Gender-based violence in the workplace is a pernicious and global labor and human rights violation that particularly impacts women, their well-being, and their participation in the economy and society.
Whether occurring at the actual place of work or on the way to and from work, it can take on multiple forms, including:
- Physical abuse, including assault, battery, attempted murder and murder
- Sexual violence including rape and sexual assault
- Verbal abuse and threats of violence
- Psychological abuse and intimidation
- Sexual harassment
- Threats of violence
- Economic and financial abuse
Worldwide, 35% of women have experienced violence, and 40 to 50% of women experience unwanted sexual advances, physical contact or other forms of sexual harassment at work.1
This global problem demands a global response. Trade unions are calling for a new international Convention on gender-based violence at the workplace, and are using their voice at the International Labour Organization’s Governing Body (ILO GB) to put the topic on the agenda of the International Labour Conference (ILC). The ILC is where international labour standards get negotiated and agreed upon by employers, governments and workers. A proposal is currently pending before the Governing Body of the International Labour Organization (ILO) to develop an international standard to guide governments and businesses on developing strong laws and policies to prevent and remedy the problem. Developing an international standard will promote global equality and foster safer workplaces.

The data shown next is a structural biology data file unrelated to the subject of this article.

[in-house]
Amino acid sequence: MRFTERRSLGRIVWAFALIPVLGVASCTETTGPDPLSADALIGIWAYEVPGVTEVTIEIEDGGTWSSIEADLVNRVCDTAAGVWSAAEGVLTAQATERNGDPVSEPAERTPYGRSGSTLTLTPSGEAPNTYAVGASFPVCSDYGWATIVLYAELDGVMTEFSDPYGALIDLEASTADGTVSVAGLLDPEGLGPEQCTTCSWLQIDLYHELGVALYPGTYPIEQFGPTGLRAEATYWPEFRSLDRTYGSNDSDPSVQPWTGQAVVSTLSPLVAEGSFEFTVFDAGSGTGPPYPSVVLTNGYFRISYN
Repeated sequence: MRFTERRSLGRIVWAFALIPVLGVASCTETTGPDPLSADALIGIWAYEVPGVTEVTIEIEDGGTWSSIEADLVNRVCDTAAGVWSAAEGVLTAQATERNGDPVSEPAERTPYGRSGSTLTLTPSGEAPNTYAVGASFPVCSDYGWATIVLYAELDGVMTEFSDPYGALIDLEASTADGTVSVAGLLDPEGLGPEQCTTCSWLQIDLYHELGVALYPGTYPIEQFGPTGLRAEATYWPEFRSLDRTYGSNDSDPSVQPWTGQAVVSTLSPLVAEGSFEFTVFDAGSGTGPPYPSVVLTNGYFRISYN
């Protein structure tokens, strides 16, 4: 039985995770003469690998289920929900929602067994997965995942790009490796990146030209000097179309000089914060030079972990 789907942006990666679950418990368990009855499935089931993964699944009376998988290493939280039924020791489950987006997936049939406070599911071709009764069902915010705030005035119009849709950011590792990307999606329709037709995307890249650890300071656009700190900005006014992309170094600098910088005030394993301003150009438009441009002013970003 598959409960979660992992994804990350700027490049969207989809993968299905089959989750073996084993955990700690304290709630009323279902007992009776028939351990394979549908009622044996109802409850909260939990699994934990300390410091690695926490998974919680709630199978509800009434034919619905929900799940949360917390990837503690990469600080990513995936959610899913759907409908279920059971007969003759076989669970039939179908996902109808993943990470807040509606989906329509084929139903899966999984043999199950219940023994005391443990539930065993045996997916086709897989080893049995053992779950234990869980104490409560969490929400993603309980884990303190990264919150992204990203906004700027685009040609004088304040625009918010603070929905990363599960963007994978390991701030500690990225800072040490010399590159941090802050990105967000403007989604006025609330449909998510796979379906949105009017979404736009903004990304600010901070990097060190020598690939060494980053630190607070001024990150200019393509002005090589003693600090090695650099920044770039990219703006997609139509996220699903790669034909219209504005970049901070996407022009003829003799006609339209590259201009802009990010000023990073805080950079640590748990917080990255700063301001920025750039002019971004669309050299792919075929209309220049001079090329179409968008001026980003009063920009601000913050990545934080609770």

You can take action now to support women workers’ rights and stand against gender-based violence at work, by urging Coca-Cola, Disney and Procter & Gamble — leaders in the United States Council for International Business — to support the call at the ILO Governing Board in November 2014 to put a standard-setting conversation on gender-based violence in the world of work on the agenda of the International Labour Conference.
International Labor Rights Forum